I stopped slowing. I was doing it! I was pulling myself through the air!

I was… pushing exhaustion. The effort was almost painful. But I was doing it.

I was flying!

*** *** ***

I lay on the little strip of wood that amounted to Calamity’s front porch, panting heavily. My legs didn’t want to hold me up. Oh, they could if I asked, but they didn’t want to.

It was worth it. For just a little bit, I was actually flying.

It had not been a graceful act of freedom; as I was neither a pegasus nor a bird. It had been work, like galloping uphill against the wind. But I had done it. And for a moment, all the horrors and pain of the last few days was forgotten in the rush and exertion.

I wondered how long it would take Calamity to fly up here with Velvet Remedy. Not long, my mind answered swiftly. In fact, I was surprised they weren’t already here.

I remembered that I still had a memory orb from one of the safes in the Fillydelphia Ministry of Magic vault -- the orb from the safe which had also held a cloak. (Judging from Xenith’s reaction and recent griffin-related experience, I deduced that it had been a zebra stealth cloak.) I decided abruptly that I didn’t want to spend the wait laying sweaty and wiped on Calamity’s porch. So I floated out the memory orb and focused on it.

And immediately knew it was a mistake, remembering that the orb had come from a ruined box and was likely damaged itself, but it was too late.

My body exploded, every nerve being flayed as I was burned over and over without dying. I knew my real body must be screaming and thrashing, but the pain was too intense to even fear for my safety. In fact, falling from the cliff side and being dashed on the ground below would be a mercy.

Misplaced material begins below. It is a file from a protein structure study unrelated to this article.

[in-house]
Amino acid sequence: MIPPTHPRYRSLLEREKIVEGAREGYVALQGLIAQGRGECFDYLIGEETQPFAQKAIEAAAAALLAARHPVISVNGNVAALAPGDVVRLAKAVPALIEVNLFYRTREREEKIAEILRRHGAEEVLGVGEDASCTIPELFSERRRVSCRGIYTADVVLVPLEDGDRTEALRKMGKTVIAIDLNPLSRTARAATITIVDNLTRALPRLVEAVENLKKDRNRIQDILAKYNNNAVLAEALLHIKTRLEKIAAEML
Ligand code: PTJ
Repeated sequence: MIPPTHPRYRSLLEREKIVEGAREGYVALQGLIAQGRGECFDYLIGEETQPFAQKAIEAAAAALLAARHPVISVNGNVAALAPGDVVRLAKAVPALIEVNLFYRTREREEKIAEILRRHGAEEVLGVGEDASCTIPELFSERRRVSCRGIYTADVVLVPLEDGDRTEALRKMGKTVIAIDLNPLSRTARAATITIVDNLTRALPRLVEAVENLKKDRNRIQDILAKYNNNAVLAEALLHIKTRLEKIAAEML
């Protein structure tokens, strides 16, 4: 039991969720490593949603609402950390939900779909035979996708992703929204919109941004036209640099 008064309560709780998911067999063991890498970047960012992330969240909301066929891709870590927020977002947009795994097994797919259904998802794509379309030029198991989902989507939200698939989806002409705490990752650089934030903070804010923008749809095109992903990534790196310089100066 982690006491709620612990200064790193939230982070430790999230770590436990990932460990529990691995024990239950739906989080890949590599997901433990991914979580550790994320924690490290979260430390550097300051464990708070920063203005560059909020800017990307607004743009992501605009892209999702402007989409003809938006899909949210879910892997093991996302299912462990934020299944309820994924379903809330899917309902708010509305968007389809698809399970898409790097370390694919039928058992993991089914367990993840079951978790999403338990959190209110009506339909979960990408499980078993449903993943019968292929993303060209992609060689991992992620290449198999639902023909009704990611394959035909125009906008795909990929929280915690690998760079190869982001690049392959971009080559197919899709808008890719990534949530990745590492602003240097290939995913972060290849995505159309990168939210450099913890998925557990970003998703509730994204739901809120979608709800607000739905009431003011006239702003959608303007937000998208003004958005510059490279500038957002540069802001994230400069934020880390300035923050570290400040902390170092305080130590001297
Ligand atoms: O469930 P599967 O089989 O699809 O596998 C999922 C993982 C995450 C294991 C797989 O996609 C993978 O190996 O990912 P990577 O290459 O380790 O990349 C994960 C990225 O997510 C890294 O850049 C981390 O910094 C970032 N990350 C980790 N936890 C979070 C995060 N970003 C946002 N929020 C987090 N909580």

A thousand white-hot knives sliced through my brain.

An eyeblink or an eternity later, the pain stopped as abruptly as it started. And I was no longer myself…

<-=======ooO Ooo=======->

I wasn’t even a pony. This was a familiar strangeness. And I could feel the cloak draped about me, the hood over my mane and ears (as well as a saddle-pouch and something strapped to my side). This too was familiar. I was invisible again. A fact all too easy to glean as I watched a stallion admiring himself in a mirror -- a mirror which should also reflect my host from this angle, but did not. My host was a zebra in a stealth cloak. Possibly the same one as before.

“If you won’t accept my offer, then you should at least consider availing yourself of your good fortune that I am willing to pose for your new publication,” the stallion suggested as he preened himself. He was a regal, haughty white unicorn, quite handsome in his elder years. “I am, after all, the best pony.”